A Critical Pronouncing Dictionary, and Expositor of the English Language ...: To which are Prefixed Principles of English Pronunciation ... Likewise, Rules to be Observed by the Natives of Scotland, Ireland and London, for Avoiding Their Respective Peculiarities, and Directions to Foreigners, for Acquiring a Knowledge of the Use of this Dictionary ... To which is Annexed a Key to the Classical Pronunciation of Greek, Latin, and Scripture Proper Names, &c

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Collins and Hannay, 1825 - English language - 103 pages
 

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Page 7 - Over thy decent shoulders drawn : Come, but keep thy wonted state, With even step, and musing gait, And looks commercing with the skies, Thy rapt soul sitting in thine eyes...
Page 285 - Insects, which in their several changes belong to several of the before-mentioned divisions, may be considered together as one great tribe of animals. They are called insects, from a separation in the middle of their bodies, whereby they are, as it were, cut into two parts, which are joined together by a small ligature; as we see in wasps, common flies, and the like.
Page 4 - For pronunciation the best general rule is, to consider those as the most elegant speakers who deviate least from the written words.
Page 225 - A kind of walk along the floor of a house, into which the doors of the apartments open ; the upper seats in a church ; the scats in a playhouse above the pit, in which the meaner people sit.
Page 4 - The cursory pronunciation is always vague and uncertain, being made different in different mouths by negligence, unskilfulness, or affectation. The solemn pronunciation, though by no means immutable and permanent, is yet always less remote from the orthography, and less liable to capricious innovation.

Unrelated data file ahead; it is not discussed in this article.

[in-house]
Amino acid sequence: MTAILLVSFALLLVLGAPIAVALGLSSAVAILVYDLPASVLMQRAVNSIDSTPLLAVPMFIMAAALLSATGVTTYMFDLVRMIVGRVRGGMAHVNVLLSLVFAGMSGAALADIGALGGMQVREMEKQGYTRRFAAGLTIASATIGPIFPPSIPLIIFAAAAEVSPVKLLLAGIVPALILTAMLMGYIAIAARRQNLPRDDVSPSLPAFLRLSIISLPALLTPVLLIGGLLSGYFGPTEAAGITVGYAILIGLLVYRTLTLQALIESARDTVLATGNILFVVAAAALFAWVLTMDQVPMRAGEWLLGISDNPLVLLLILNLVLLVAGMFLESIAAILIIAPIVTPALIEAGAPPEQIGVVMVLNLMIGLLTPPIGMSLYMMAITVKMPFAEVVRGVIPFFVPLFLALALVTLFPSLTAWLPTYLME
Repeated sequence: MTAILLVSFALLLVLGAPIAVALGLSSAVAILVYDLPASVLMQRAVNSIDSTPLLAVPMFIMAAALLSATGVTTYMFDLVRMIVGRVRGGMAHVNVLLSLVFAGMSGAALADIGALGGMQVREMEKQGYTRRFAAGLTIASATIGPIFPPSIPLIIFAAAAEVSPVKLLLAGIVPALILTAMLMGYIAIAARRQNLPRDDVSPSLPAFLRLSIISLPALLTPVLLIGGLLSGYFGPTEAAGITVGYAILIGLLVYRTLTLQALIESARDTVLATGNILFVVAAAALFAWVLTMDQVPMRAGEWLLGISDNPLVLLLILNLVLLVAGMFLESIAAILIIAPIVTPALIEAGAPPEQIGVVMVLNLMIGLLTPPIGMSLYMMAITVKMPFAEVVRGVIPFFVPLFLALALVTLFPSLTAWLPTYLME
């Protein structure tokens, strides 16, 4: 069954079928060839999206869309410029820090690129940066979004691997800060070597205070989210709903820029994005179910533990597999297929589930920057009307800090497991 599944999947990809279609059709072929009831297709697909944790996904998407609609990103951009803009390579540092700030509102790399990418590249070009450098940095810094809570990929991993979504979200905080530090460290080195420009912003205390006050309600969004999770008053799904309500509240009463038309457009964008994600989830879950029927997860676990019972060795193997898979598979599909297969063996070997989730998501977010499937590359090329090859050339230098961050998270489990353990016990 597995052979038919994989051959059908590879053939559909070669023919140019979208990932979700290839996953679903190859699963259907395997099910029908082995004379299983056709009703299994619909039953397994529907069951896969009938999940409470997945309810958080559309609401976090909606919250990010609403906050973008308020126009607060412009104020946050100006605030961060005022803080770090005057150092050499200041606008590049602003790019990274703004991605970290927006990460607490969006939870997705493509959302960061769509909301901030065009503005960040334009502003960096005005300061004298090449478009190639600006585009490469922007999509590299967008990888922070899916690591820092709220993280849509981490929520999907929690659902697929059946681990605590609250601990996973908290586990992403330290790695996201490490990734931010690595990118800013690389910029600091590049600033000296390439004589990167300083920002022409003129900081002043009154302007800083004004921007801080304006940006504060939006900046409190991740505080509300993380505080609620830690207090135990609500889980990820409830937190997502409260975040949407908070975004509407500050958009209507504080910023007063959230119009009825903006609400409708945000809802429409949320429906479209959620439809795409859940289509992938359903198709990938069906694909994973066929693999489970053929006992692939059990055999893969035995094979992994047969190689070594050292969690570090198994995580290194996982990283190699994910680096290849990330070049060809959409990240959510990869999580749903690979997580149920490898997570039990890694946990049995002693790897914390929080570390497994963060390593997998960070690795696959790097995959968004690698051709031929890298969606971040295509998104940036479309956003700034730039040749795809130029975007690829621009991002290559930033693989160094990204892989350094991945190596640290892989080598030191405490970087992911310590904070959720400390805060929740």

Page 199 - Imagination, the power by which the mind forms to itself images and representations; an opinion bred rather by the imagination than the reason; inclination, liking; caprice, humour, whim frolick, idle scheme, vagary.
Page 184 - The investigation of a mean proportion collected from the extremities of excess and defect ; in algebra, an expression of the same quantity in two dissimilar terms, but of equal value; in astronomy, the difference between the time marked by the sun's apparent motion, and that measured by its motion. EQUATOR, -kwa-tur, s. 166. A great circle, whose poles are the poles of the world, t divides the globe into two equal parts, the northern and southern hemispheres.
Page 209 - That part of the side of a quadruped near the hinder thigh : in men, the latter part of the lower belly ; the side of any army or fleet : in fortification, that part of the bastion which reaches from the curtain to the face.
Page 253 - To bid me not to love, Is to forbid my pulse to move, My beard to grow, my ears to prick up, Or (when I'm in a fit) to hiccup.

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